St. John board members discuss parenting scores for schools

Published 12:00 am Monday, August 8, 2005

Retreat develops ideas for increased involvement by parents in schools


Staff Reporter

LAPLACE — As ideas were exchanged at the recent St. John the Baptist School Board retreat last weekend, the board members asked themselves and each other about one particularly interesting idea: Can the school district actually require parents to be involved in their child’s schooling?

Russ Wise, board member for District 8, introduced the brainstorm in the form of a “parental participation score,” a grade of sorts to be given to the school’s parents at the end of the year, along with the school performance score.

“We can change the teachers, the principles, the textbooks,” Wise said, “We can’t do a darned thing about getting parents involved.”

Wise said he believes if the parent’s scores are implemented, and it is put up against the school performance scores, there will be a direct correlation.

With support from the other members, Superintendent Michael Coburn used an example of why the theory might be true in John L. Ory Magnet, located in LaPlace.

Ory is consistently the best performing public school in the parish, with recent LEAP scores showing an extremely low failure rate, and a high percentage of students who worked above-average. “We have total, complete parental involvement at that school,” Coburn said.

Board Vice President Patrick Sanders suggested each school would develop a contract parents could sign which would require they dedicate a certain amounts of hours to school matters. In the event the parent does not follow through, they could be penalized in some way.

Wise, whose son is a former student at Ory, said after the meeting that the school does have parents sign a contract, but it would not be feasible to do it in all schools.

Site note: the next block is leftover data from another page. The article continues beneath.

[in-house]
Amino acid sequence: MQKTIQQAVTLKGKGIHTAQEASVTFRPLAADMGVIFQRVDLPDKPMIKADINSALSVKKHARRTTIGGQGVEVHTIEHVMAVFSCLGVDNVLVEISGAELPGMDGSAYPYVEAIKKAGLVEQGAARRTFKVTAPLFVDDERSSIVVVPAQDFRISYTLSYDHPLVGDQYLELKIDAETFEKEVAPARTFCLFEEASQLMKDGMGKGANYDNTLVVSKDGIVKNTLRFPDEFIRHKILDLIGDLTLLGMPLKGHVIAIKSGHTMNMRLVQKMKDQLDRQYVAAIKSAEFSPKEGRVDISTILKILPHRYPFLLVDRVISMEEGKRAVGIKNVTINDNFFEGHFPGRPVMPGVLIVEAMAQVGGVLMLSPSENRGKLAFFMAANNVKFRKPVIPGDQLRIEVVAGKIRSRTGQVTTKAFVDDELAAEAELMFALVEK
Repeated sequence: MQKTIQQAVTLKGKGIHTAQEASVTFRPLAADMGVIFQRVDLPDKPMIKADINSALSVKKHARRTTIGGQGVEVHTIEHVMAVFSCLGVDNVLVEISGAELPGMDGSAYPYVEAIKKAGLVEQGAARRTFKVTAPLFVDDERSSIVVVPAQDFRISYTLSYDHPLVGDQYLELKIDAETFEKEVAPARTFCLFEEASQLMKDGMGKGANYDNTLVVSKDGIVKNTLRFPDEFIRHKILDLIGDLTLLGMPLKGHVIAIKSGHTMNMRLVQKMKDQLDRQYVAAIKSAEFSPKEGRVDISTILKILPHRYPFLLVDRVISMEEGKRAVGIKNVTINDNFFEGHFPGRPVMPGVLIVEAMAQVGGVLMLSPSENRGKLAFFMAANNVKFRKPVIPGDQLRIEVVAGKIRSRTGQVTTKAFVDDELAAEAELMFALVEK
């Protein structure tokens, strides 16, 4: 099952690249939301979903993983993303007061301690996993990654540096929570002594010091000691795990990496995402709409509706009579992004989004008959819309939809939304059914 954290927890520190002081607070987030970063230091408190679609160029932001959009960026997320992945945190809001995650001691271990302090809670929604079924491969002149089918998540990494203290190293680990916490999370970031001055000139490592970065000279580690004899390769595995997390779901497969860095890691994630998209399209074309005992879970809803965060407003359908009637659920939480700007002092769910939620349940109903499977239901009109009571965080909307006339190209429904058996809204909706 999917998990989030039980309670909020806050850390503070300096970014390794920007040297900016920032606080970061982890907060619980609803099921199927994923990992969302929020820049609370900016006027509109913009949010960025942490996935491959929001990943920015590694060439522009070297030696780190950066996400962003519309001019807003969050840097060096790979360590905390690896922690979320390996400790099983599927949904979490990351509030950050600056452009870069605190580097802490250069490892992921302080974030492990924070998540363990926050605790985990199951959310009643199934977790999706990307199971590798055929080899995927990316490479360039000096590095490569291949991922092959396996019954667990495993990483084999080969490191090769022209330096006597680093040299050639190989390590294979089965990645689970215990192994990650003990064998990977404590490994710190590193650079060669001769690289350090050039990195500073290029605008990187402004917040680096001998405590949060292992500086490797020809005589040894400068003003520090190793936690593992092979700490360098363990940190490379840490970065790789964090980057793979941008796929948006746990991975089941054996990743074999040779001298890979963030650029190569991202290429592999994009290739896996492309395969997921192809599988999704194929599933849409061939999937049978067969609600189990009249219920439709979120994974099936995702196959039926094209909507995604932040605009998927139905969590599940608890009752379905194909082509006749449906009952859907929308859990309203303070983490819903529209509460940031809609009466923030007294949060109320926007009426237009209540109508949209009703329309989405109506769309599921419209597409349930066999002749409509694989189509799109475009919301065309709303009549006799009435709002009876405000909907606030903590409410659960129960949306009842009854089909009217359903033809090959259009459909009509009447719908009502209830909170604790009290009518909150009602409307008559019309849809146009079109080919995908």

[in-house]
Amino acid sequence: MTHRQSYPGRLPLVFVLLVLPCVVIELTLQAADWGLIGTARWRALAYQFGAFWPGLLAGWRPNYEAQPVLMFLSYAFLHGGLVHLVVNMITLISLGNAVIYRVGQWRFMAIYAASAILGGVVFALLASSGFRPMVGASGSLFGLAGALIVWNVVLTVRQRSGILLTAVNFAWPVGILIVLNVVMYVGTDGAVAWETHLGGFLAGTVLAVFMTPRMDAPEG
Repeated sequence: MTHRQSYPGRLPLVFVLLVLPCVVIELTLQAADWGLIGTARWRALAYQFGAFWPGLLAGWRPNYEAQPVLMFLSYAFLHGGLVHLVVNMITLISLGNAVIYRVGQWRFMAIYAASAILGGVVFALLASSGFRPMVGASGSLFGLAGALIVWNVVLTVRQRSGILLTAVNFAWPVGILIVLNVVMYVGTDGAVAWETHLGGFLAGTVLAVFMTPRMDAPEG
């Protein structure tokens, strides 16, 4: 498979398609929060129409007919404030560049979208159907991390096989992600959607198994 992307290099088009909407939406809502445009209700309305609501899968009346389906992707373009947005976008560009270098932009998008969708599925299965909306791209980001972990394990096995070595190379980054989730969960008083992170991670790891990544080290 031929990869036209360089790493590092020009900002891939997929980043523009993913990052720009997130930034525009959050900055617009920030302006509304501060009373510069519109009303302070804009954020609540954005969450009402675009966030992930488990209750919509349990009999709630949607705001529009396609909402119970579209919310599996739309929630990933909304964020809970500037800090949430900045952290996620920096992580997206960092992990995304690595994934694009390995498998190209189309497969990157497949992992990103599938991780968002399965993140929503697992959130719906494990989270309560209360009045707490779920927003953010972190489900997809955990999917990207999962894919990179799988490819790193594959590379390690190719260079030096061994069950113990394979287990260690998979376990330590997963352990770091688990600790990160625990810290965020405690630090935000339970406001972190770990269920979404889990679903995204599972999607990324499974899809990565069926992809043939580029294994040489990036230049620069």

“It’s common to do things like that at private or parochial schools, but not all public schools can do it,” Wise said.

However, even at Ory, Wise said the school cannot technically force the parents to do anything. “It’s more of a gentleman’s agreement,” Wise said, “It raises the awareness of the parents at Ory that they are a vital part of the team.”

More ideas came to get the parents better involved, with member Clarence Triche suggesting children doing skits at the PTO meetings, to have parents feel obligated to come, and member Russell Jack suggested talking to the parents in churches.

Member Elexia Henderson and Wise also pointed out parents may not feel welcome, because secretaries or school representatives could possibly be rude.

School Board President Gerald Keller said parents should feel free to call members of the school board or be able to leave a comment card at the school on the reception they received.

Other ideas with community involvement were a public opinion survey. “You don’t know what to fix, if you don’t know what’s broken, Wise said.